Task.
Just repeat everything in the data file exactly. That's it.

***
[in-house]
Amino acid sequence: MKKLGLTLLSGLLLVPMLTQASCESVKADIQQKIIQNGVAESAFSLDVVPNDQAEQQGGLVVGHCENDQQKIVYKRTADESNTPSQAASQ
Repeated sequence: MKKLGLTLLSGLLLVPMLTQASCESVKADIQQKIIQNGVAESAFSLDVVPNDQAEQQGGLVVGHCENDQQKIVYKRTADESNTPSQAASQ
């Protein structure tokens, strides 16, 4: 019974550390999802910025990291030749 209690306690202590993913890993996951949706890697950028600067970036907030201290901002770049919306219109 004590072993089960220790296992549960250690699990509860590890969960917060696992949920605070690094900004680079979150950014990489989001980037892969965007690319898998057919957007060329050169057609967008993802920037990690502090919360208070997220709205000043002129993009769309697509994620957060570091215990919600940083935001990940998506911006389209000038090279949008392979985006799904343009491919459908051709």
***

[in-house]
Amino acid sequence: MKKLGLTLLSGLLLVPMLTQASCESVKADIQQKIIQNGVAESAFSLDVVPNDQAEQQGGLVVGHCENDQQKIVYKRTADESNTPSQAASQ
Repeated sequence: MKKLGLTLLSGLLLVPMLTQASCESVKADIQQKIIQNGVAESAFSLDVVPNDQAEQQGGLVVGHCENDQQKIVYKRTADESNTPSQAASQ
């Protein structure tokens, strides 16, 4: 019974550390999802910025990291030749 209690306690202590993913890993996951949706890697950028600067970036907030201290901002770049919306219109 004590072993089960220790296992549960250690699990509860590890969960917060696992949920605070690094900004680079979150950014990489989001980037892969965007690319898998057919957007060329050169057609967008993802920037990690502090919360208070997220709205000043002129993009769309697509994620957060570091215990919600940083935001990940998506911006389209000038090279949008392979985006799904343009491919459908051709």